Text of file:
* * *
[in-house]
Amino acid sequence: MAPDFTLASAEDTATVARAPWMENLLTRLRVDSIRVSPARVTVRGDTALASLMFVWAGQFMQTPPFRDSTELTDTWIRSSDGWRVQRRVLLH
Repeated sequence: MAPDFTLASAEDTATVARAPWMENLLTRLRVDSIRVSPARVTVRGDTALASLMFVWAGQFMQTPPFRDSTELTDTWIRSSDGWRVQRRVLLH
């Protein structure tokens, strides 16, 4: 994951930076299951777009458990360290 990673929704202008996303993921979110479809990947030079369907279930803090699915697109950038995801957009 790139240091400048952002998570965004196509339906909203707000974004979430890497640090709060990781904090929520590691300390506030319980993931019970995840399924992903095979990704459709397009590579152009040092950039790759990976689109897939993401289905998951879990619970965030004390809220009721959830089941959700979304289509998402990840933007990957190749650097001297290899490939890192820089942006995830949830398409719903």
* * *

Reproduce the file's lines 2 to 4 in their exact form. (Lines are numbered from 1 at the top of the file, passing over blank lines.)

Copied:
Amino acid sequence: MAPDFTLASAEDTATVARAPWMENLLTRLRVDSIRVSPARVTVRGDTALASLMFVWAGQFMQTPPFRDSTELTDTWIRSSDGWRVQRRVLLH
Repeated sequence: MAPDFTLASAEDTATVARAPWMENLLTRLRVDSIRVSPARVTVRGDTALASLMFVWAGQFMQTPPFRDSTELTDTWIRSSDGWRVQRRVLLH
């Protein structure tokens, strides 16, 4: 994951930076299951777009458990360290 990673929704202008996303993921979110479809990947030079369907279930803090699915697109950038995801957009 790139240091400048952002998570965004196509339906909203707000974004979430890497640090709060990781904090929520590691300390506030319980993931019970995840399924992903095979990704459709397009590579152009040092950039790759990976689109897939993401289905998951879990619970965030004390809220009721959830089941959700979304289509998402990840933007990957190749650097001297290899490939890192820089942006995830949830398409719903």